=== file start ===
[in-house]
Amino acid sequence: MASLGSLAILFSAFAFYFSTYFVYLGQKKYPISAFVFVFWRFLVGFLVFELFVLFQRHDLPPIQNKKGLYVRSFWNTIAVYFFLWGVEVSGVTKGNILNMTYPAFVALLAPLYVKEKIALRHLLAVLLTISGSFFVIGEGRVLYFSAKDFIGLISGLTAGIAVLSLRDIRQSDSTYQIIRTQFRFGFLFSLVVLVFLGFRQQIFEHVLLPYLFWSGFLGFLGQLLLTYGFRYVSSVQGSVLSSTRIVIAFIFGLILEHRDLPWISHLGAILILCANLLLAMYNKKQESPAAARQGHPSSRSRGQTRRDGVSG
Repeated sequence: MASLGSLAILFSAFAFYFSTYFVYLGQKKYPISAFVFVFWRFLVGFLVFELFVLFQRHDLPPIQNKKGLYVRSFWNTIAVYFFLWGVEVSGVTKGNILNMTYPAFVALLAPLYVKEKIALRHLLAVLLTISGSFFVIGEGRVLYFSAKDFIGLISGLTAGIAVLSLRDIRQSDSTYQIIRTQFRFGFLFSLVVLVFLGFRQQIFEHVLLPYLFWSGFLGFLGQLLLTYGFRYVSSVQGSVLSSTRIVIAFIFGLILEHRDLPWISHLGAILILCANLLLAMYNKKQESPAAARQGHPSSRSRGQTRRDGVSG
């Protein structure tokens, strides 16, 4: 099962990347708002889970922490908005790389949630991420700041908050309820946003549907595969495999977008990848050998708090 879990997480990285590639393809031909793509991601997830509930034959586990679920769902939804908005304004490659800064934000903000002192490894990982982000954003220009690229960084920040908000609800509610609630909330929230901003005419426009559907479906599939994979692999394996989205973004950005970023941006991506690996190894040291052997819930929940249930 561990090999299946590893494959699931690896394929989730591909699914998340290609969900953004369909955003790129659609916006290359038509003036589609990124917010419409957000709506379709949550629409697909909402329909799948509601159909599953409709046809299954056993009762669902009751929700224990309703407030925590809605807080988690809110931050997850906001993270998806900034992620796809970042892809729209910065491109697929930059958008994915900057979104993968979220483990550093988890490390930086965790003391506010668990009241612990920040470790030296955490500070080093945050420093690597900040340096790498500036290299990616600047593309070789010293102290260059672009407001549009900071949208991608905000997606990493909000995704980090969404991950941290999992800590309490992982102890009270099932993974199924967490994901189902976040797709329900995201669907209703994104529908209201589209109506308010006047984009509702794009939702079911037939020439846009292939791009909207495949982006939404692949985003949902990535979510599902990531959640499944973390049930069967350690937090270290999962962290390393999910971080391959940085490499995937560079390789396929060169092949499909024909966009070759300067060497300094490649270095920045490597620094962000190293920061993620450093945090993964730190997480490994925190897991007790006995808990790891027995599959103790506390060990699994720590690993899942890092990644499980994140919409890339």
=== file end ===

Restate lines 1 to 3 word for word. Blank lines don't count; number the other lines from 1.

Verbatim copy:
[in-house]
Amino acid sequence: MASLGSLAILFSAFAFYFSTYFVYLGQKKYPISAFVFVFWRFLVGFLVFELFVLFQRHDLPPIQNKKGLYVRSFWNTIAVYFFLWGVEVSGVTKGNILNMTYPAFVALLAPLYVKEKIALRHLLAVLLTISGSFFVIGEGRVLYFSAKDFIGLISGLTAGIAVLSLRDIRQSDSTYQIIRTQFRFGFLFSLVVLVFLGFRQQIFEHVLLPYLFWSGFLGFLGQLLLTYGFRYVSSVQGSVLSSTRIVIAFIFGLILEHRDLPWISHLGAILILCANLLLAMYNKKQESPAAARQGHPSSRSRGQTRRDGVSG
Repeated sequence: MASLGSLAILFSAFAFYFSTYFVYLGQKKYPISAFVFVFWRFLVGFLVFELFVLFQRHDLPPIQNKKGLYVRSFWNTIAVYFFLWGVEVSGVTKGNILNMTYPAFVALLAPLYVKEKIALRHLLAVLLTISGSFFVIGEGRVLYFSAKDFIGLISGLTAGIAVLSLRDIRQSDSTYQIIRTQFRFGFLFSLVVLVFLGFRQQIFEHVLLPYLFWSGFLGFLGQLLLTYGFRYVSSVQGSVLSSTRIVIAFIFGLILEHRDLPWISHLGAILILCANLLLAMYNKKQESPAAARQGHPSSRSRGQTRRDGVSG